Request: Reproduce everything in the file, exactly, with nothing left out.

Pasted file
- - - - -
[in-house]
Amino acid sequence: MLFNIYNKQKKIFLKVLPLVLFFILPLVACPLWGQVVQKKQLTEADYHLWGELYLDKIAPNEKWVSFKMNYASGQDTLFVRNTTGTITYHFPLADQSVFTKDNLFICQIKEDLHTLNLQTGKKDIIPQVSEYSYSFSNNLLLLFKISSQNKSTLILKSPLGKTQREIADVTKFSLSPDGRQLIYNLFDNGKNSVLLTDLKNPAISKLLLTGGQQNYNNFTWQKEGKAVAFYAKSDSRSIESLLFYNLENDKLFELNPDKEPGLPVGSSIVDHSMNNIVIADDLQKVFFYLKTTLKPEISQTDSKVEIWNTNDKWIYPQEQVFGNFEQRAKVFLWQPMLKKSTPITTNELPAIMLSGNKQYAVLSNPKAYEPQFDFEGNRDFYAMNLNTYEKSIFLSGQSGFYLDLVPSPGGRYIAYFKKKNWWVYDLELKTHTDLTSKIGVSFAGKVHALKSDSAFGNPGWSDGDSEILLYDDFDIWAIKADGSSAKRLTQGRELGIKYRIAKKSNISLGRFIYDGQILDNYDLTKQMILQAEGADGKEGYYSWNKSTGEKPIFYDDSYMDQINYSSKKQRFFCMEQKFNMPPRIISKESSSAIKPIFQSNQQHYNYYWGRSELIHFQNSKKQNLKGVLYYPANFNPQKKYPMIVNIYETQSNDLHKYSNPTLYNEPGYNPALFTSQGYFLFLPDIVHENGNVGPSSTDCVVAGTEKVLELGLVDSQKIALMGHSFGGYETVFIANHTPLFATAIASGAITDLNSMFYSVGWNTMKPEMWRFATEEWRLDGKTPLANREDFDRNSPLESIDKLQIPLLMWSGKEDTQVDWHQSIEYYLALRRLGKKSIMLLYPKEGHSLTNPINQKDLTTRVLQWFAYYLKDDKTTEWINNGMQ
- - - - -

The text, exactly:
[in-house]
Amino acid sequence: MLFNIYNKQKKIFLKVLPLVLFFILPLVACPLWGQVVQKKQLTEADYHLWGELYLDKIAPNEKWVSFKMNYASGQDTLFVRNTTGTITYHFPLADQSVFTKDNLFICQIKEDLHTLNLQTGKKDIIPQVSEYSYSFSNNLLLLFKISSQNKSTLILKSPLGKTQREIADVTKFSLSPDGRQLIYNLFDNGKNSVLLTDLKNPAISKLLLTGGQQNYNNFTWQKEGKAVAFYAKSDSRSIESLLFYNLENDKLFELNPDKEPGLPVGSSIVDHSMNNIVIADDLQKVFFYLKTTLKPEISQTDSKVEIWNTNDKWIYPQEQVFGNFEQRAKVFLWQPMLKKSTPITTNELPAIMLSGNKQYAVLSNPKAYEPQFDFEGNRDFYAMNLNTYEKSIFLSGQSGFYLDLVPSPGGRYIAYFKKKNWWVYDLELKTHTDLTSKIGVSFAGKVHALKSDSAFGNPGWSDGDSEILLYDDFDIWAIKADGSSAKRLTQGRELGIKYRIAKKSNISLGRFIYDGQILDNYDLTKQMILQAEGADGKEGYYSWNKSTGEKPIFYDDSYMDQINYSSKKQRFFCMEQKFNMPPRIISKESSSAIKPIFQSNQQHYNYYWGRSELIHFQNSKKQNLKGVLYYPANFNPQKKYPMIVNIYETQSNDLHKYSNPTLYNEPGYNPALFTSQGYFLFLPDIVHENGNVGPSSTDCVVAGTEKVLELGLVDSQKIALMGHSFGGYETVFIANHTPLFATAIASGAITDLNSMFYSVGWNTMKPEMWRFATEEWRLDGKTPLANREDFDRNSPLESIDKLQIPLLMWSGKEDTQVDWHQSIEYYLALRRLGKKSIMLLYPKEGHSLTNPINQKDLTTRVLQWFAYYLKDDKTTEWINNGMQ